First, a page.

Pro tip: you HAVE to start listening from episode 1. You will be majorly confused if you don't.


I wrote about this podcast two years ago (!) when I first started listening to it, and I love it as much today as I did then. This show is strictly for those of us who like to nerd out over television, movies, books, and other pop culture items. If that's not your jam, this podcast will seem pretentious and boring to you, and that's okay. If it is your jam, Pop Culture Happy Hour will give you a dose every Friday of a different timely topic analyzed in a very insightful way by people who are both thoughtful and funny. The show has three regular panelists (all of whom work at NPR) and a fourth panel slot that is filled by a rotating cast of other NPR characters. Each week they discuss one of-the-moment topic (like a movie that's coming out that weekend), one more general topic (like "Presidents in pop culture"), and close the show with things they are reading/watching/listening to that they are enjoying that week.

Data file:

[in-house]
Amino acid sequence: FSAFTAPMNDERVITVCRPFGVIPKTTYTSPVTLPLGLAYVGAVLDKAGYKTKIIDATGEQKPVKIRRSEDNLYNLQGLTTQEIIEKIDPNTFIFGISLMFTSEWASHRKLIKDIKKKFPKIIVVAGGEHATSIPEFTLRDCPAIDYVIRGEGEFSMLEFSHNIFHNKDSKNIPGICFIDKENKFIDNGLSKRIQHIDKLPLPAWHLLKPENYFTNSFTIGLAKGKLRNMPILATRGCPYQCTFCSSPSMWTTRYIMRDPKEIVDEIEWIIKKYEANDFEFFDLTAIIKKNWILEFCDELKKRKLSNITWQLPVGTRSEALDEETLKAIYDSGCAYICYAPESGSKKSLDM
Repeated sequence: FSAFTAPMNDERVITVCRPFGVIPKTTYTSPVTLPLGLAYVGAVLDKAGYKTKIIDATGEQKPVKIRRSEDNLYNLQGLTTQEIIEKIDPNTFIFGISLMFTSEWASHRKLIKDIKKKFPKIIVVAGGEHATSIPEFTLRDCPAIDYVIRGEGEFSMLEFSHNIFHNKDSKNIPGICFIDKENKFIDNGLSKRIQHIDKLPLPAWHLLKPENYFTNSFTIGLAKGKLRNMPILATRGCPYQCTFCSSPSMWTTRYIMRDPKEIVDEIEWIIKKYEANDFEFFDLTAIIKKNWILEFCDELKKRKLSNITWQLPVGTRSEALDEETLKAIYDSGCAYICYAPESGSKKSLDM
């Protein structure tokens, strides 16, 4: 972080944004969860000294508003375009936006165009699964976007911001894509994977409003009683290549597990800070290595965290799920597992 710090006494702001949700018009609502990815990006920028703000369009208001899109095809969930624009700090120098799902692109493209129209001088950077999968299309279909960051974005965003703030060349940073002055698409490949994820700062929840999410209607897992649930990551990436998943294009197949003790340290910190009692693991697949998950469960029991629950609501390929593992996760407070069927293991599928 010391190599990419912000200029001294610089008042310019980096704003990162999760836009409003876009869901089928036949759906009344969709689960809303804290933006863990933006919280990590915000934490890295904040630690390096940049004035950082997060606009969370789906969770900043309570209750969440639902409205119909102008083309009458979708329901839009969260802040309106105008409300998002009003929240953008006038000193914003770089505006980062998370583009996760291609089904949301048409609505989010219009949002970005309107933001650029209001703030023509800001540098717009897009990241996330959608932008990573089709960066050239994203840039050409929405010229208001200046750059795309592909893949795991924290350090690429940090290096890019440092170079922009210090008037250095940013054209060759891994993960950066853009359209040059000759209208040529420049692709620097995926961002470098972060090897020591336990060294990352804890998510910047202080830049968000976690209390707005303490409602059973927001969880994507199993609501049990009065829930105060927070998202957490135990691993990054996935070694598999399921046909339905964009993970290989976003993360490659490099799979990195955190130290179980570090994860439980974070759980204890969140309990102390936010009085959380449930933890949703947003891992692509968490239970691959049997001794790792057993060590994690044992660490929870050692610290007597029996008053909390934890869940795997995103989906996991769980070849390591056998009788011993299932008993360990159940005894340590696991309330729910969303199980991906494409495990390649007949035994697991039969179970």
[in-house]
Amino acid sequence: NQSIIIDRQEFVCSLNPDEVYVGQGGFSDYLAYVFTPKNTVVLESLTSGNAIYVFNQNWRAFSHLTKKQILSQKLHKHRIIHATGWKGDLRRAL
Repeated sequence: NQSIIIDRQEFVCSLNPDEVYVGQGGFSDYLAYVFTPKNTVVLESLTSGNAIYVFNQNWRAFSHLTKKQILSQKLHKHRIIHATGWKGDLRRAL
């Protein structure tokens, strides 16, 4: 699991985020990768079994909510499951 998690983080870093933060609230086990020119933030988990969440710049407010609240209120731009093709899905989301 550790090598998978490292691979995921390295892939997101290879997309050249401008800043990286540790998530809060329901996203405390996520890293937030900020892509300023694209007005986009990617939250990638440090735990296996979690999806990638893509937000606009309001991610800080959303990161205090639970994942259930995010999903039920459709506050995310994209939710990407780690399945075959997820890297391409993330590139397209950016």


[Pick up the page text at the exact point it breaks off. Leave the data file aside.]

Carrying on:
Pro tip: listen to these while they're fresh. They had a clear message when they put "pop culture" in the title - not all of the topics have a very long shelf life.


I really hope I don't have to explain what this one is. TAL has been on the radio for two decades, and distributes its shows in podcast form as well. As the host says every week, each week they choose a theme, and bring you a bunch of stories on that theme. No matter what that theme is, no matter if the story itself is happy or sad, each story is memorable and special and something you can only find on This American Life.